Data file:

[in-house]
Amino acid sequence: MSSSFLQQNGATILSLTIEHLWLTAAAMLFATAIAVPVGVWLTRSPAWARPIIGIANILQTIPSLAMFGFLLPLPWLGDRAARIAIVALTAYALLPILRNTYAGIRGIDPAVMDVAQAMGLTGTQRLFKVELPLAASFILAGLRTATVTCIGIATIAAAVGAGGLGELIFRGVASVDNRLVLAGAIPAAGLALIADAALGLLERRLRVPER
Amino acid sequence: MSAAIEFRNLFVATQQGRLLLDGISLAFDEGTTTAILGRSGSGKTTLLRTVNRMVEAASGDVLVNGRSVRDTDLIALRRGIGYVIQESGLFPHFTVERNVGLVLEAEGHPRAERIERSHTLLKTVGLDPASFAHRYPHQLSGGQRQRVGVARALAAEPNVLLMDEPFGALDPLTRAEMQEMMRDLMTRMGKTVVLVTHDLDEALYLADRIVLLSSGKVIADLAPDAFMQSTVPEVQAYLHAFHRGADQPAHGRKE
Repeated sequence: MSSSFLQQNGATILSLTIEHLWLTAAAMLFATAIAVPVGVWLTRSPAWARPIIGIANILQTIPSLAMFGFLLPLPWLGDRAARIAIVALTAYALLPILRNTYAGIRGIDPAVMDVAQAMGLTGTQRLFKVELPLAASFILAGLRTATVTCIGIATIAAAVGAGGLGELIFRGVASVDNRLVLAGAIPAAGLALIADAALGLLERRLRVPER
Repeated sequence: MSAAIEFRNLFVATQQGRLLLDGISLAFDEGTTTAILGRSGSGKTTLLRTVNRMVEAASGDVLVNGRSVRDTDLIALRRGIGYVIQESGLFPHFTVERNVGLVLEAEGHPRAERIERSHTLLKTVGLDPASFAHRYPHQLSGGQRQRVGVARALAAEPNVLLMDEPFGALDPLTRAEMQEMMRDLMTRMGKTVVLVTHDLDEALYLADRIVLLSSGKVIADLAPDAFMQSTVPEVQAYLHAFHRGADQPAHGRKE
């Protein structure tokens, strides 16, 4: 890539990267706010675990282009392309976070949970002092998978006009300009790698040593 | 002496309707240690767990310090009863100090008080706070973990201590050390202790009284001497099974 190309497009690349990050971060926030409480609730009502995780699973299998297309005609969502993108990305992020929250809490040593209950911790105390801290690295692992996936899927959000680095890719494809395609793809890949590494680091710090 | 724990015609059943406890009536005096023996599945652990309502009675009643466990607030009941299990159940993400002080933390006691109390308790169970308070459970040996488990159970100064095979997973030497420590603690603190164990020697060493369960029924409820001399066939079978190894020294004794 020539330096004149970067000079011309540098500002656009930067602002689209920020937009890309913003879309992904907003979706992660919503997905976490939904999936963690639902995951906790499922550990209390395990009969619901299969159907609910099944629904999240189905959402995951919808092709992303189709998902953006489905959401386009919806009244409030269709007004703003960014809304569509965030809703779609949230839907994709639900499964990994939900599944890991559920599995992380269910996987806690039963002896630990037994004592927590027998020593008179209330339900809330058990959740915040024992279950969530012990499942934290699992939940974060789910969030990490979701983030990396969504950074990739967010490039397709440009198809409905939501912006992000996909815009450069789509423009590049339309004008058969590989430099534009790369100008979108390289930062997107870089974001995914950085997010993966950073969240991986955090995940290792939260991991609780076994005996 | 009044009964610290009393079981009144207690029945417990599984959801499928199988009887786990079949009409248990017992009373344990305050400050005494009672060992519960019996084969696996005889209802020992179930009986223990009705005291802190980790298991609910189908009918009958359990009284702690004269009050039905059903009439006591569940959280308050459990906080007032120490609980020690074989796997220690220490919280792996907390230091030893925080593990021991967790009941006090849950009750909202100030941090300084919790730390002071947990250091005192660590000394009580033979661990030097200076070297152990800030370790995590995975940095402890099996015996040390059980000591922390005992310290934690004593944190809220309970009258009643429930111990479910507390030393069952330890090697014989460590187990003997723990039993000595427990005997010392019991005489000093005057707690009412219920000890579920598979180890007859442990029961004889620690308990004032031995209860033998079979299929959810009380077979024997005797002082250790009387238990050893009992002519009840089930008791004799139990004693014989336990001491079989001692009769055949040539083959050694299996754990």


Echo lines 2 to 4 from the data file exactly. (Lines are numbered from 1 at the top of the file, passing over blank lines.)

Amino acid sequence: MSSSFLQQNGATILSLTIEHLWLTAAAMLFATAIAVPVGVWLTRSPAWARPIIGIANILQTIPSLAMFGFLLPLPWLGDRAARIAIVALTAYALLPILRNTYAGIRGIDPAVMDVAQAMGLTGTQRLFKVELPLAASFILAGLRTATVTCIGIATIAAAVGAGGLGELIFRGVASVDNRLVLAGAIPAAGLALIADAALGLLERRLRVPER
Amino acid sequence: MSAAIEFRNLFVATQQGRLLLDGISLAFDEGTTTAILGRSGSGKTTLLRTVNRMVEAASGDVLVNGRSVRDTDLIALRRGIGYVIQESGLFPHFTVERNVGLVLEAEGHPRAERIERSHTLLKTVGLDPASFAHRYPHQLSGGQRQRVGVARALAAEPNVLLMDEPFGALDPLTRAEMQEMMRDLMTRMGKTVVLVTHDLDEALYLADRIVLLSSGKVIADLAPDAFMQSTVPEVQAYLHAFHRGADQPAHGRKE
Repeated sequence: MSSSFLQQNGATILSLTIEHLWLTAAAMLFATAIAVPVGVWLTRSPAWARPIIGIANILQTIPSLAMFGFLLPLPWLGDRAARIAIVALTAYALLPILRNTYAGIRGIDPAVMDVAQAMGLTGTQRLFKVELPLAASFILAGLRTATVTCIGIATIAAAVGAGGLGELIFRGVASVDNRLVLAGAIPAAGLALIADAALGLLERRLRVPER